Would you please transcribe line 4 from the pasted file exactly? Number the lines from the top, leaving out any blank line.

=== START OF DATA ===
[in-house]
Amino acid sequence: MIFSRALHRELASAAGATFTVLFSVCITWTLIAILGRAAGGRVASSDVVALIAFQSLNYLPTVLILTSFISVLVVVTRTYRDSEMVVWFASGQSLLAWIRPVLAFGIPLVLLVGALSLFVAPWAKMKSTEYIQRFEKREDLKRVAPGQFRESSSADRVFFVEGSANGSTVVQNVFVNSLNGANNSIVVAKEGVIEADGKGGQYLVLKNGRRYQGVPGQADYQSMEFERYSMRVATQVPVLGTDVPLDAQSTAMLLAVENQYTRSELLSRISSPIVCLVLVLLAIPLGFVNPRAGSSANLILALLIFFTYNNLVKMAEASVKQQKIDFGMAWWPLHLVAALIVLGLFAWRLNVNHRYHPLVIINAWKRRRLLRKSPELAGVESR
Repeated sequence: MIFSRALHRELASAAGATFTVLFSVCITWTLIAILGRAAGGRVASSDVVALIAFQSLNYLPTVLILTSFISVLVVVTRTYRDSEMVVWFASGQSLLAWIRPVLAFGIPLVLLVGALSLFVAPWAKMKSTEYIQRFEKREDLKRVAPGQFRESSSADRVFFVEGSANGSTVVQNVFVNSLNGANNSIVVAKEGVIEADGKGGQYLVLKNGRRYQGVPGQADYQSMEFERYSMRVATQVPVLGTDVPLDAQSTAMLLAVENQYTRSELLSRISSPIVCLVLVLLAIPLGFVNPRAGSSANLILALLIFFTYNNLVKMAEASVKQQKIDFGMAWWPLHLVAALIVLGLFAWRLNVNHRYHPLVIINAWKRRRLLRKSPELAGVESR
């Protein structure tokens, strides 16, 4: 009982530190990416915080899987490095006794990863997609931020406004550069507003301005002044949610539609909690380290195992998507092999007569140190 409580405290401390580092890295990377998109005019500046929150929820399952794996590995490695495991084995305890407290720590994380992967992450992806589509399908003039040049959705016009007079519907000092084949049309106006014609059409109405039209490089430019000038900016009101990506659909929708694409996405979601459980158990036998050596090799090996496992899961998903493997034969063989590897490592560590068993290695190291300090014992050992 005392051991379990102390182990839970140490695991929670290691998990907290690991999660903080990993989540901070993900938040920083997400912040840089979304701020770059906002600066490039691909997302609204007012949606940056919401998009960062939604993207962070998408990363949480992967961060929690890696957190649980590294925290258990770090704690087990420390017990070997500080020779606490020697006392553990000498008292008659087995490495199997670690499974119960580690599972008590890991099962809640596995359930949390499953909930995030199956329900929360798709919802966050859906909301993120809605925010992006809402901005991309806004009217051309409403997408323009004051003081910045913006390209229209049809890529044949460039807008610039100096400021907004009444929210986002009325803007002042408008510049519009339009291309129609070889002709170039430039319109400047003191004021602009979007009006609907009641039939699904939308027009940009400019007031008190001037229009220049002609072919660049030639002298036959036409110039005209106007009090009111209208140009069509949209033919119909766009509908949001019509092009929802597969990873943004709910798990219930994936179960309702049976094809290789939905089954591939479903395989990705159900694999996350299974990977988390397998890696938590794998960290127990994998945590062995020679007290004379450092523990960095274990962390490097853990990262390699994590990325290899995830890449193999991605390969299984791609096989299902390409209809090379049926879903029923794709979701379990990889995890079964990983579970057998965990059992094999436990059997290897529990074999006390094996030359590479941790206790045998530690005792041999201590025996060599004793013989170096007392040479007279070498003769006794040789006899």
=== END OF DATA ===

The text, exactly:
């Protein structure tokens, strides 16, 4: 009982530190990416915080899987490095006794990863997609931020406004550069507003301005002044949610539609909690380290195992998507092999007569140190 409580405290401390580092890295990377998109005019500046929150929820399952794996590995490695495991084995305890407290720590994380992967992450992806589509399908003039040049959705016009007079519907000092084949049309106006014609059409109405039209490089430019000038900016009101990506659909929708694409996405979601459980158990036998050596090799090996496992899961998903493997034969063989590897490592560590068993290695190291300090014992050992 005392051991379990102390182990839970140490695991929670290691998990907290690991999660903080990993989540901070993900938040920083997400912040840089979304701020770059906002600066490039691909997302609204007012949606940056919401998009960062939604993207962070998408990363949480992967961060929690890696957190649980590294925290258990770090704690087990420390017990070997500080020779606490020697006392553990000498008292008659087995490495199997670690499974119960580690599972008590890991099962809640596995359930949390499953909930995030199956329900929360798709919802966050859906909301993120809605925010992006809402901005991309806004009217051309409403997408323009004051003081910045913006390209229209049809890529044949460039807008610039100096400021907004009444929210986002009325803007002042408008510049519009339009291309129609070889002709170039430039319109400047003191004021602009979007009006609907009641039939699904939308027009940009400019007031008190001037229009220049002609072919660049030639002298036959036409110039005209106007009090009111209208140009069509949209033919119909766009509908949001019509092009929802597969990873943004709910798990219930994936179960309702049976094809290789939905089954591939479903395989990705159900694999996350299974990977988390397998890696938590794998960290127990994998945590062995020679007290004379450092523990960095274990962390490097853990990262390699994590990325290899995830890449193999991605390969299984791609096989299902390409209809090379049926879903029923794709979701379990990889995890079964990983579970057998965990059992094999436990059997290897529990074999006390094996030359590479941790206790045998530690005792041999201590025996060599004793013989170096007392040479007279070498003769006794040789006899």